Transfer property to an unrelated person. A developer that began work on “solely tangible personal property” will lose its construction-start status if the property is transferred to an unrelated person and the original developer does not maintain an equity position in the project. Developers that took delivery of completed turbine components under the 5% test may then transfer this property to an unrelated third party and break the beginning of construction taint if a sufficient equity stake is not maintained.

This approach relies on an explicit rule in previous IRS guidance that provided that stockpiled equipment contributed to a project company is counted as beginning construction only if the developer maintains at least a 20% profit or capital interest in the project. If the transfer is an outright sale to a third party, this requirement would not be satisfied.

A drawback of this approach is that it applies only to “tangible personal property” and, therefore, may be unavailable to projects that have commenced work on roads or foundation sites.

Phasing. Another possibility is to develop a project in phases. For example, a developer may complete the first phase of the project using the previously completed work within the required timeline and then have more time to start and complete subsequent phases of the project. Alternatively, a project owner may use the early work in a later, and perhaps smaller, phase and then be free to establish a new start and completion date for earlier phases of the project.

This approach works only if each phase of the project is a separate facility under the IRS rules.

The IRS generally considers each turbine, pad and tower at a wind farm as a separate facility. However, for purposes of determining whether a project was under construction in time, the entire wind farm is treated as a single “facility” when the facts point to one large project. Facts that point to a single facility include the following: When one legal entity owns the entire project, all of the electricity is sold under a single power contract, the electricity moves to the grid through a single substation and intertie, the entire project is financed under a single loan agreement, all of the turbines are on contiguous sites, and all of the turbines are being supplied under a single turbine supply agreement.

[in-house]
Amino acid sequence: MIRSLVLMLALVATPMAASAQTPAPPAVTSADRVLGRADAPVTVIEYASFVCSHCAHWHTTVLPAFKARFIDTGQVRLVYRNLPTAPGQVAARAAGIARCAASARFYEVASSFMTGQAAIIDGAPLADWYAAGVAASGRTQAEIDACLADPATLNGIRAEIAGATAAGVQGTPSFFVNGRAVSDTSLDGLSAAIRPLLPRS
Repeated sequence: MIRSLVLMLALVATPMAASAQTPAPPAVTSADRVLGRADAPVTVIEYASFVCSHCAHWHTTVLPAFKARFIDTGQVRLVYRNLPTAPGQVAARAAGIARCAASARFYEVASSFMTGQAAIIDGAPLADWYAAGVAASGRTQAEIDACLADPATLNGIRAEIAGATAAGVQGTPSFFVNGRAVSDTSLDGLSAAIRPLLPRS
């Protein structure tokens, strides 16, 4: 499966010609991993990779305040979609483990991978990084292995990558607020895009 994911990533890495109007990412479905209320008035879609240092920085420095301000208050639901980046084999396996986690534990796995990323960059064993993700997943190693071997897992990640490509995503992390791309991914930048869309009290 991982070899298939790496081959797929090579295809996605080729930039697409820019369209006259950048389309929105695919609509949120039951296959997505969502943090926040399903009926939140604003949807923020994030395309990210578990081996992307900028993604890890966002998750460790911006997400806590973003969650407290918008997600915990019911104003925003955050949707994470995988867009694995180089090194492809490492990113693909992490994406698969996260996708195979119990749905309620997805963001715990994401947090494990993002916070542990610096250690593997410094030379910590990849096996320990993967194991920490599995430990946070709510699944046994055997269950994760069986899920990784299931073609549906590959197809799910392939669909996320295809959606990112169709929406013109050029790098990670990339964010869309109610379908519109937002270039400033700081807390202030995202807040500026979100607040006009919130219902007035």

Establishing that a phase of a project is a stand-alone single facility is a facts-and-circumstances test. It is also backward-looking. A developer may not know whether phases are separate facilities until all of the phases are completed, and so a careful analysis should be done for any project relying on this approach.

Prove continuity. A final option is to prove that work under the project was, in fact, continuous, without regard to the qualification deadline. This approach requires a developer to establish that work was continuous – although certain events or circumstances that slowed the construction process are excused when applying this test.

Developers that have kept daily or weekly logs showing what was done on developing their projects since the original construction-start date will be in the best position to prove continuity.

Author’s note: Eli Katz is a partner and Eric Kamerman is an associate at law firm Chadbourne. They can be reached at and, respectively.